Despite a court clearing a Penn State assistant professor of wrongdoing after tussling with an anti-vaxx student last August, Penn State is still moving forward with the termination process — drawing ire from faculty and students alike.
Oliver Baker, assistant professor of English and African American studies, remains on administrative leave, a university spokesperson confirmed, in spite of being found not guilty in November on his lone charge, a summary count of harassment. The university declined to confirm the “confidential” termination process had begun, but two faculty-based groups reported by Thursday that the process was moving forward.
The group Students Against Sexist Violence organized a rally in support of Baker for 6 p.m. Friday at the Allen Street Gates. A petition started by undergraduate students, titled “Don’t Let PSU Fire Dr. Baker!,” has so far gained nearly 600 signatures.
“This decision threatens to undermine the very legitimacy of the (termination) process,” read a statement from the Penn State chapter of the American Association of University Professors. “A faculty member cannot be guilty of grave misconduct if he has committed no misconduct of any kind. … This decision sends a chilling message to all university faculty: that they can be brought up for dismissal by an unaccountable Human Resources office that has ignored a faculty member’s exoneration by a court of law.”
How it got to this point
The controversy first started during an Aug. 27 rally in front of Old Main, when about 150 community members gathered to demand that Penn State mandate the COVID vaccine.
A counter-protesting student in a neon-orange safety vest, whom organizers characterized as “being physically aggressive toward peaceful attendees,” toted around a sign with memes, tweets and sayings such as “Shut the f— up liberal.” Baker then confronted the student, before the situation escalated.
According to the criminal complaint, Baker was accused of trying to take the counter protester’s sign, pulling him to the ground and then injuring him during the ensuing scuffle. The counter protester was seen with a bloody face after the scuffle; he told police he believed Baker’s shoulder made contact with his nose and/or face after trying to peacefully exercise his First Amendment rights.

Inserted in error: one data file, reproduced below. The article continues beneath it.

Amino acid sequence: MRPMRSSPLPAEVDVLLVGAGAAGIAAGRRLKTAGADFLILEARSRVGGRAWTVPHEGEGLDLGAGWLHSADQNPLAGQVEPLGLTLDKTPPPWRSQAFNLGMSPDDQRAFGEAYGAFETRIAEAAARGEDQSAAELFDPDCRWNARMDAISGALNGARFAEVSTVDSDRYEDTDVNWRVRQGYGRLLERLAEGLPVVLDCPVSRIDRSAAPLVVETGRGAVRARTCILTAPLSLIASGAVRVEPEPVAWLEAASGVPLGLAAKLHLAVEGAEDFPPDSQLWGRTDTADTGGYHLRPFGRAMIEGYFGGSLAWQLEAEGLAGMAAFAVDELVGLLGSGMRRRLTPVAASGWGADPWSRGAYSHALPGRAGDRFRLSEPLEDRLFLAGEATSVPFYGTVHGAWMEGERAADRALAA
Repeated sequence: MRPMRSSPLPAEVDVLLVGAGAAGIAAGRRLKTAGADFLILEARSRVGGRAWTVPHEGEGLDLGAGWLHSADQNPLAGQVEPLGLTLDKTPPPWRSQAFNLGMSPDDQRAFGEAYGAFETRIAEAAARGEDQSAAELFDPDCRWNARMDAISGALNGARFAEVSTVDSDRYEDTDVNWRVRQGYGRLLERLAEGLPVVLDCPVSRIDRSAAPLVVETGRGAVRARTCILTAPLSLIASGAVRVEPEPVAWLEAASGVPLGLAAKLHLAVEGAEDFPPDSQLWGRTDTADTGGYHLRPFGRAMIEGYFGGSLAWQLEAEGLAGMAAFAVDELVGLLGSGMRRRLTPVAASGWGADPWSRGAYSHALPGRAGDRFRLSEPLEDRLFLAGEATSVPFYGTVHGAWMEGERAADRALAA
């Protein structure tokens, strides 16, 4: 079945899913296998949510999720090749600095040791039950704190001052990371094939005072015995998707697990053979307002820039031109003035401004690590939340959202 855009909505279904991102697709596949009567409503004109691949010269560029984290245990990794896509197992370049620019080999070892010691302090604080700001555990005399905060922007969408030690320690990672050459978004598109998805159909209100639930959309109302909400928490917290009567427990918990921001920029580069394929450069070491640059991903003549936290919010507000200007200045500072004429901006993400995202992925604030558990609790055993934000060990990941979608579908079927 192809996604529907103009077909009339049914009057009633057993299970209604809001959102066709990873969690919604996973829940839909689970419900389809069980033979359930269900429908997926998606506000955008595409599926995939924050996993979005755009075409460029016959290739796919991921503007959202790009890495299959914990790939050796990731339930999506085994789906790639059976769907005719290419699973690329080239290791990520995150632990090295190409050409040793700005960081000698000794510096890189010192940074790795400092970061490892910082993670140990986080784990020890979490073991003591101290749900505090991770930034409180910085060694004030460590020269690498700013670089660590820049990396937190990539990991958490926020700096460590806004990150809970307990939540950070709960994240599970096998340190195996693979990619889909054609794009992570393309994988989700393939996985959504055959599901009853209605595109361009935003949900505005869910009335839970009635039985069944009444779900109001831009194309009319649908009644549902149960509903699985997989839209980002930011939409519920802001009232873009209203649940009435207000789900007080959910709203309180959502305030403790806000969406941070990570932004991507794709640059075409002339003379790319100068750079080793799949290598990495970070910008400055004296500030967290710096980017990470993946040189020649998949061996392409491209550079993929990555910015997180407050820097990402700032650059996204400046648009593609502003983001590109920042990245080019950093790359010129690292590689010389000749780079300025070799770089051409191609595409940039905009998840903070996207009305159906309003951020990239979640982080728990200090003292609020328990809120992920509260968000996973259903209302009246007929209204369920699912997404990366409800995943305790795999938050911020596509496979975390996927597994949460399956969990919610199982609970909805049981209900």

The 36-year-old assistant professor initially faced misdemeanor charges of simple assault and disorderly conduct, in addition to the summary count of harassment. The two misdemeanor charges were dropped in October after Baker’s lawyer described the student as having “antagonistic, menacing and aggressive behavior.” In November, Centre County District Judge Steven Lachman found Baker not guilty on his lone remaining charge, a summary offense on par (legally) with a parking ticket.
“(Baker) has done nothing wrong. If anything, his actions at the rally were protecting folks,” said Valerie Braman, a spokesperson for the faculty-based group Coalition for a Just University. “He ought to be reinstated immediately because this has gone on longer than it’s needed to. Where he belongs is in the classroom.”
Starting the termination process
Even after the court ruling, Penn State kept Baker on administrative leave, before formally starting the AC70 Dismissal Procedure.
Based on policies outlined online, the first step is meeting with administrator(s) and, if concerns remain, the matter is referred to a university jury of sorts, called the Standing Joint Committee on Tenure. That committee will determine whether Baker will face discipline or resume teaching.
According to a source, Baker is now past Step 1.
Based on the university’s own academic policies, dismissal requires “clear and convincing evidence.” It is not known what, if any, evidence Penn State might have that wasn’t available to the county district attorney. The committee’s proceedings are largely veiled in secrecy and are not open to the public.
A Penn State spokesperson declined to comment further and Baker’s attorney, Julian Allatt, said he was also unable to comment. It’s unknown exactly how long Baker’s hearing might last, but it could potentially be months before a final decision is reached.
Students and faculty hope Baker is reinstated soon.
“Should the AC70 process go forward, the insult to justice — and the harm to the university’s reputation — would be incalculable,” the AAUP statement read. “Such a misuse of our dismissal procedures would surely draw national attention, the repercussions of which would resonate for years.
“In the interest of justice, therefore, and in the best interest of the university, we ask that the AC70 process be stopped before irreparable damage is done.”